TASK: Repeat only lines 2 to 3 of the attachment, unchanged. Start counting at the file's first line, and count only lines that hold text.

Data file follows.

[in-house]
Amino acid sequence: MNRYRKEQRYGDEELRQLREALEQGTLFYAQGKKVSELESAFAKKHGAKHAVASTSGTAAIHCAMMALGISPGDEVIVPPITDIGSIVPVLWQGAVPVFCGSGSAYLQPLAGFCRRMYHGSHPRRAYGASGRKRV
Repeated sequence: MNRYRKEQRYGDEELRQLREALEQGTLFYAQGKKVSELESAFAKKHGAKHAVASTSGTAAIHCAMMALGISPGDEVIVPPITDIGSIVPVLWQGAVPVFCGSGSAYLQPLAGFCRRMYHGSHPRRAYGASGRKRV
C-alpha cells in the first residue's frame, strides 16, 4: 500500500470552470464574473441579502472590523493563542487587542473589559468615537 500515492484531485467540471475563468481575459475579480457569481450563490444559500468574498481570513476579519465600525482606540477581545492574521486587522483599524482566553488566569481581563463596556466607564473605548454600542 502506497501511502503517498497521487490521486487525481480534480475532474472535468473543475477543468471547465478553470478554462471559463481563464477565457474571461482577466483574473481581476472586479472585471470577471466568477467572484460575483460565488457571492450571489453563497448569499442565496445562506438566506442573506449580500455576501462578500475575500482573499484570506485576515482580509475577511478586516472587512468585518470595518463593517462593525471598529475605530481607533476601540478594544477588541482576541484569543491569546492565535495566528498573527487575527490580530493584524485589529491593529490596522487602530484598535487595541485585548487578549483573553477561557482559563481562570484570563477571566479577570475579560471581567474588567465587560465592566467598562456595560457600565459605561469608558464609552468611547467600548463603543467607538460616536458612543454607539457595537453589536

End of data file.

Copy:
Amino acid sequence: MNRYRKEQRYGDEELRQLREALEQGTLFYAQGKKVSELESAFAKKHGAKHAVASTSGTAAIHCAMMALGISPGDEVIVPPITDIGSIVPVLWQGAVPVFCGSGSAYLQPLAGFCRRMYHGSHPRRAYGASGRKRV
Repeated sequence: MNRYRKEQRYGDEELRQLREALEQGTLFYAQGKKVSELESAFAKKHGAKHAVASTSGTAAIHCAMMALGISPGDEVIVPPITDIGSIVPVLWQGAVPVFCGSGSAYLQPLAGFCRRMYHGSHPRRAYGASGRKRV